Yeah. As you probably know, crips know how to do everything! On no money! That’s why we get so fucking pissed when the normies whine, “Oh access is sooooooooo expensive!” Like, FUCK YOU I LIVE ON SSI AND I CAN STILL MANAGE TO GET IN MY INACCESSIBLE HOUSE ON A RAMP I MADE OUT OF TINFOIL OUT THE RECYCLING BIN, WHY CAN’T YOUR ABLE BODIED ASS FIGURE IT OUT?  (I give you the amazing Building Radical Accessible Communities Everyone blog for more on that:

However. Some shit is actually expensive. Like, more expensive than we know how to hustle. Like more expensive than basic survival. Like, at this point in my life, I sort of know that I can crowdsource enough $20 donations to make a $500 rent, or part of it, once in a while, even if it still makes me throw up to do it. But shit like filmmaking equipment, or a root canal, or a house, that shit is harder. We have so much shit around asking for help, always being the one to ask for help, having to ask for help yet again as disabled people, asking for help for shit the normies have no idea about, and we stress out knowing our communities have limited if brilliant financial resources, esp. when we are poor or working class. we’re crips. Everyone is always sick, dying, Seriously Mentally Interesting or about to be evicted. Or all of it. And we know that we are the only ones who care. The norms don’t give a shit about us. They barely know we exist, and often when they do know we exist, they just think of us as a pain in the ass. Given all that, raising 50k can just feel like, let’s get back under the covers. Not because we can’t “imagine abundence” but also bc ABLEISM AND MONEY, FUCK. 

HOWEVER. I want you to remember you got crip resiliance and brilliance. I’ve seen crowdsourcing fund a friend’s wheelchair accessible live/work van, Sins Invalid’ whole feature film, and my friend’s grandma’s house from being sold at auction. You can do this!!  You already are doing a great job- you recognized that you don’t have the spoons to produce the damn film (yay!)  Let’s take it a little father and break it down into steps.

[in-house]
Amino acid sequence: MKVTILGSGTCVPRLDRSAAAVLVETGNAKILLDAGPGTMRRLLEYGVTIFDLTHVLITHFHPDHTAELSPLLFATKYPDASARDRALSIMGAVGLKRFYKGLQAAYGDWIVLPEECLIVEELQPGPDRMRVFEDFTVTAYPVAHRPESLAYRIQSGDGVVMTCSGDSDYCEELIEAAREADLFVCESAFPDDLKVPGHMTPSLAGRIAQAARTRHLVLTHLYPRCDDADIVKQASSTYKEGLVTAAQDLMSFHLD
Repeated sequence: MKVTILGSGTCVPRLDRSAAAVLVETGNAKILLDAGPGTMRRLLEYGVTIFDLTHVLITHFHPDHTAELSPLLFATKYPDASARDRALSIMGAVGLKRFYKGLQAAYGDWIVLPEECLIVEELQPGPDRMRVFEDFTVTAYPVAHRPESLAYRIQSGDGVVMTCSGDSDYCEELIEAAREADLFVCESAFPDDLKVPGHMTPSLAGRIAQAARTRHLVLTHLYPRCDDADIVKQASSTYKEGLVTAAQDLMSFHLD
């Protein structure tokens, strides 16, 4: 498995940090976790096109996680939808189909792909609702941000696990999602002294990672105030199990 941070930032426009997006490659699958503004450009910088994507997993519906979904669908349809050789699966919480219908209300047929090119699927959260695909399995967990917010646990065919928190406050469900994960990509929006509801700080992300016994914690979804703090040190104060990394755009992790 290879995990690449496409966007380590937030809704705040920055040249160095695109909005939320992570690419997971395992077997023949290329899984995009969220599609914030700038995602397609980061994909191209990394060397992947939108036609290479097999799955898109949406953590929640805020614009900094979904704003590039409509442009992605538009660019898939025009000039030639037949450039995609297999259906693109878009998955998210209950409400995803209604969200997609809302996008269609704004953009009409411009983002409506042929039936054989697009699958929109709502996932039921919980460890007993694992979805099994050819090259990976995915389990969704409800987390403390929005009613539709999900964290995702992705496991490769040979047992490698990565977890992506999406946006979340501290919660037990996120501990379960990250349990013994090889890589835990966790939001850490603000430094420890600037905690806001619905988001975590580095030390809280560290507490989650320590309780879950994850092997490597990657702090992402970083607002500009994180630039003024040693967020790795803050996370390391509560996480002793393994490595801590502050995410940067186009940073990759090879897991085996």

So first:  I didn’t know what a producer or a director were when I started working on Mangos with Chili with Cherry. I didn’t know what those words mean. Someone had to explain to me, the producer handles all the money and promotion, the director makes the artwork happen.

So, maybe you need a producer who has produced films before. But  I feel like some of your friends may hear producer and be like ahhhh thats some rich white boi, I’m not a  producer, what’s that! But if you break it down and go, I need someone to handle money and production, there will be some bitch out there who knows how to fundraise and promote.  Also, I googled, and I found this article: which basically says that most most indie films today- even big ones, like Lee Daniels’ The Bulter- there are like 41 producers listed on the credits because there’s no one big money person anymore!  So maybe you don’t need to find the one, big money person. Maybe crip interdependence and grassroots fundraising is actually the way to go here. Maybe small, interdependent systems are more resilient. Maybe you already know how to do that.

Second, it’s all about relationships. Ableism and lack of access may prevent you from going to Hollywood to mingle with the money people, but do you have friends who makes films? Friends of friends who do? Somebody who works at some queer or feminist filmmaking thing? Email them.  Tell them you have a script and you are looking for a producer/ fundraiser. if they can’t do it, they might have a friend or an idea of someone who would be interested. Work those networks. Email Sins, fuck! 

Third. I’m going to get real Taurus on you: How much money do you need, specifically? To start? To finish? Is there like a baseline? A lot of film Kickstarters I saw that raised 5 figures had a trailer. How much do you need to make this first? Can you shoot it on an IPhone 6 the ways those annoying new ads I see on Hulu maintain you can do?  Can you borrow one from somebody?  And also- what is your vision for this film? Do you want it to hit the big time? Hit the indie time? Be screened on college campuses and crip community centers and CSA orgs?  Different levels of film will require different money, and it probs won’t require it all up front.  Are there other films about childhood sexual abuse- like Secret Survivors  or Precious– who you could hit up their people on Twitter or email? I know Lee Daniels is busy making Empire, but the second season sucked, and maybe he will read your email and be like, hey, I have money now, let me help this person? You’ve directed two feature films. That ain’t nothing.